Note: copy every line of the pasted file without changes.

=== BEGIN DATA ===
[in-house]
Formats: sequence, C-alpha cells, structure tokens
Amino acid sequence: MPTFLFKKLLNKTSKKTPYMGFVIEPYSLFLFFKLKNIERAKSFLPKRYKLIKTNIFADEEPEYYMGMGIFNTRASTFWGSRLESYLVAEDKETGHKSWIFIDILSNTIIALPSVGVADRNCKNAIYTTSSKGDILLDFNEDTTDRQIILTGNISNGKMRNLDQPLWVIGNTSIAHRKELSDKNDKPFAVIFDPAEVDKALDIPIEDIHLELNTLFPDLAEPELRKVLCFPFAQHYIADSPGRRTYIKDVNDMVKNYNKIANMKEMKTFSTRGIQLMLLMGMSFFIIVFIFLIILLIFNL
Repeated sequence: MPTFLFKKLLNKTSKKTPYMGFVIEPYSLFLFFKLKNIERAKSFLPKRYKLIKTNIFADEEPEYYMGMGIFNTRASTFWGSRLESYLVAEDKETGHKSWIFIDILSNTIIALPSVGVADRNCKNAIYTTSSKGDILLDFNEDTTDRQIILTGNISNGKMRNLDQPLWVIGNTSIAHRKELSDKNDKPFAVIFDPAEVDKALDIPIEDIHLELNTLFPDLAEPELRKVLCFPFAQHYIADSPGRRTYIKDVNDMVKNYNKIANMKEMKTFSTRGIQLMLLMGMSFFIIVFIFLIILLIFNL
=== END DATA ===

[in-house]
Formats: sequence, C-alpha cells, structure tokens
Amino acid sequence: MPTFLFKKLLNKTSKKTPYMGFVIEPYSLFLFFKLKNIERAKSFLPKRYKLIKTNIFADEEPEYYMGMGIFNTRASTFWGSRLESYLVAEDKETGHKSWIFIDILSNTIIALPSVGVADRNCKNAIYTTSSKGDILLDFNEDTTDRQIILTGNISNGKMRNLDQPLWVIGNTSIAHRKELSDKNDKPFAVIFDPAEVDKALDIPIEDIHLELNTLFPDLAEPELRKVLCFPFAQHYIADSPGRRTYIKDVNDMVKNYNKIANMKEMKTFSTRGIQLMLLMGMSFFIIVFIFLIILLIFNL
Repeated sequence: MPTFLFKKLLNKTSKKTPYMGFVIEPYSLFLFFKLKNIERAKSFLPKRYKLIKTNIFADEEPEYYMGMGIFNTRASTFWGSRLESYLVAEDKETGHKSWIFIDILSNTIIALPSVGVADRNCKNAIYTTSSKGDILLDFNEDTTDRQIILTGNISNGKMRNLDQPLWVIGNTSIAHRKELSDKNDKPFAVIFDPAEVDKALDIPIEDIHLELNTLFPDLAEPELRKVLCFPFAQHYIADSPGRRTYIKDVNDMVKNYNKIANMKEMKTFSTRGIQLMLLMGMSFFIIVFIFLIILLIFNL